Although food-based materials still contain some PU to bind it, a few vegan handbag brands are aiming to phase that out. At the moment, we love how Nuuwai has put apple fibres to use in their vegan handbags.
Straw, Jute and Raffia
The use of these strong grasses goes way back in history. They have been used for centuries as a natural fibre to create fashion as well as basket containers — the ancestral version of today’s handbags. Fast-forward to our era: this extraordinary material, which comes from drying out stalks, is still popular today for its rustic elegance and its reliable robustness.
These materials not only boast sturdiness and versatility, but lovely natural hues that don’t even need to be dyed. They all provide a wonderfully light, neutral material that biodegrades over time, and also matches any summer outfit.
Sure, it’s not exactly the same as leather, but if you could choose from a bag made of woven leather, woven jute or woven plasticky vegan leather, you know which one would be the best choice for the planet!
The sustainable bag brand Kayu (pictured above) has been using straw in their stylish clutches and customisable bags for several years, and we think they’re adorable!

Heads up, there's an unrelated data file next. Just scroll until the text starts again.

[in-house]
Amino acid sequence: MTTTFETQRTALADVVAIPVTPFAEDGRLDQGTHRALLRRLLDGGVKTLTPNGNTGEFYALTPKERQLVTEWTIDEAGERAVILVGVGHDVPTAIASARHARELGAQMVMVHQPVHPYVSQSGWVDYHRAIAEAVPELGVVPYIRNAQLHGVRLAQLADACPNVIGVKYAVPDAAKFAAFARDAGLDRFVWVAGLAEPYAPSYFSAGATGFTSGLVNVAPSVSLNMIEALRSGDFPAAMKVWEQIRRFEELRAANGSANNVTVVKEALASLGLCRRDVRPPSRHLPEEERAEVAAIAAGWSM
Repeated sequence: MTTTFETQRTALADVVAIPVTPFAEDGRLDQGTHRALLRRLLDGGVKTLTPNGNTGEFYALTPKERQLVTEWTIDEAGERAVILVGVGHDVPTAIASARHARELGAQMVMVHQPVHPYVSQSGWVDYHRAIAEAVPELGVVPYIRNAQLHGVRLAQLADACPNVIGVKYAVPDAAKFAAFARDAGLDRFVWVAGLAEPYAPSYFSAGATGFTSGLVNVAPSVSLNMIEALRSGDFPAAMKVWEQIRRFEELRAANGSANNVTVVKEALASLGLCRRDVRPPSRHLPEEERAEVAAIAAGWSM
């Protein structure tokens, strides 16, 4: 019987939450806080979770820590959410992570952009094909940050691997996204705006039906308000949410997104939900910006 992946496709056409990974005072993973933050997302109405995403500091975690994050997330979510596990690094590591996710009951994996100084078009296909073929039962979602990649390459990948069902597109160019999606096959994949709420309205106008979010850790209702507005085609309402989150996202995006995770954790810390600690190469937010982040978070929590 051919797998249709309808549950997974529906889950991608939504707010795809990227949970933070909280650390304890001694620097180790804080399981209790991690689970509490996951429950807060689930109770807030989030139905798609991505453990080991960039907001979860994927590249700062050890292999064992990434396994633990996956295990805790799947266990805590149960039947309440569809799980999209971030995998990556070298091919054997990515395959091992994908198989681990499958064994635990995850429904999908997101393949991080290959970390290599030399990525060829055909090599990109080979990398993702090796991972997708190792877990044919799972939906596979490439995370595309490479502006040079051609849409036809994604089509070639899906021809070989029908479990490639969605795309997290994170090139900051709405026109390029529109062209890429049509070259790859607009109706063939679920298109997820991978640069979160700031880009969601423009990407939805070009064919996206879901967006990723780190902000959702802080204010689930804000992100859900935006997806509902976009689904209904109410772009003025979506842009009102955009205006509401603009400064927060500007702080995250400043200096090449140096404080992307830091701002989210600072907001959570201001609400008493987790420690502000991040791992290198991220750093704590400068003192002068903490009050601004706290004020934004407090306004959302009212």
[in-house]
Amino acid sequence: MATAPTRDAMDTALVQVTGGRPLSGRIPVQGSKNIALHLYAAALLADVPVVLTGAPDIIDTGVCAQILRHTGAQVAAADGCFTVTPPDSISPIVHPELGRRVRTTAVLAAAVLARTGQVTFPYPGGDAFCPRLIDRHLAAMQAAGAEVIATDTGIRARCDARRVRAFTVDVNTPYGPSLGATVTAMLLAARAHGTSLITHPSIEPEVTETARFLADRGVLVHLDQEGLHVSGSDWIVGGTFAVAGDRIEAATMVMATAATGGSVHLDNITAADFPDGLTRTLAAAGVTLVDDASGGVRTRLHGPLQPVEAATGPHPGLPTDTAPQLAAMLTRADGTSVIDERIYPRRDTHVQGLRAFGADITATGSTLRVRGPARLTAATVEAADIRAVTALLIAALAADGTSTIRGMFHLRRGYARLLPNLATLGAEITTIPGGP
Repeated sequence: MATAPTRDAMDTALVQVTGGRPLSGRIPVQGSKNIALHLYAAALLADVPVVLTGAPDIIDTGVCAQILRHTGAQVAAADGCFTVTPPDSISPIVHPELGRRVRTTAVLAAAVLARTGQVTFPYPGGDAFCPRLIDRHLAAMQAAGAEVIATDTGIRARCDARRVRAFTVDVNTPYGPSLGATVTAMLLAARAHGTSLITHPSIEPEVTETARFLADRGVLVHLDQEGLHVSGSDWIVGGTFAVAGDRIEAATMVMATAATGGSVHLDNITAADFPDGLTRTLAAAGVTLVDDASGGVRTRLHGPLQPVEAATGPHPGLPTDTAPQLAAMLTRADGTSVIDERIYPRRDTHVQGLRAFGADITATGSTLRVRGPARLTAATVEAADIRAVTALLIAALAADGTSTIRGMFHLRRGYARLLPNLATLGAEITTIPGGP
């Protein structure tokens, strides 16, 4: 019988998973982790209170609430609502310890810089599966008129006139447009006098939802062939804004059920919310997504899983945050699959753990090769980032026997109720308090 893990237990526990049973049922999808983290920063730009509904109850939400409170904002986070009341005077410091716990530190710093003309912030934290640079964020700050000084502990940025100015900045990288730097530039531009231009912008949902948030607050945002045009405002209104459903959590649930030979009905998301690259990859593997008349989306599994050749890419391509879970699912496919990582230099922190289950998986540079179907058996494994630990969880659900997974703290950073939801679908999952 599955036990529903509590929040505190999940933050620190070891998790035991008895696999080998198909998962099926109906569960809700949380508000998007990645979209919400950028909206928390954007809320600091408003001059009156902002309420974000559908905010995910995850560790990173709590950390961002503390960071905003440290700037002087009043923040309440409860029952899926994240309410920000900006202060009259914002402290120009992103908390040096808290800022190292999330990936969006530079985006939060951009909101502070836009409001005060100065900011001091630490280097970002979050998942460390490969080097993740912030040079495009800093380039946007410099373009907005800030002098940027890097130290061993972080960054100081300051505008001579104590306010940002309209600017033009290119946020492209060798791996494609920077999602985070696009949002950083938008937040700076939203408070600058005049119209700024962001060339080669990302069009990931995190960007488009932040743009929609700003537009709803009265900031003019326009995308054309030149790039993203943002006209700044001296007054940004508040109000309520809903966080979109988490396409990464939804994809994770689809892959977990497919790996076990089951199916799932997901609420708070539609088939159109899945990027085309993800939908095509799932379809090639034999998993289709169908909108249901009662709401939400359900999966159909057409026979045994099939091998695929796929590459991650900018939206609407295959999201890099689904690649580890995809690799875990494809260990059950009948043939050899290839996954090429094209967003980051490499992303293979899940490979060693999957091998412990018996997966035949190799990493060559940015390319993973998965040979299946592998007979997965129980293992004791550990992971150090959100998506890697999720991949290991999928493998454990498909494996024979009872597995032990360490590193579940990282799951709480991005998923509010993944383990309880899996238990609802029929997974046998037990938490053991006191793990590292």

While the use of bamboo in clothing often involves the use of many harsh chemicals to break down the fibre and soften it, this is not the case for the bamboo used in bags.
Not only is it environmental-friendly, but it has a smooth patina and is incredibly diverse, with around 1,000 bamboo species.
Sustainable luxury fashion brand Cult Gaia (pictured in the main pic and below) has put bamboo to excellent use in its vegan friendly bags. Their Ark bag, in particular, has been a smash hit with fashion influencers for years. It may not in any way imitate the texture or look of leather, but it is a wonderful substitute for accessories.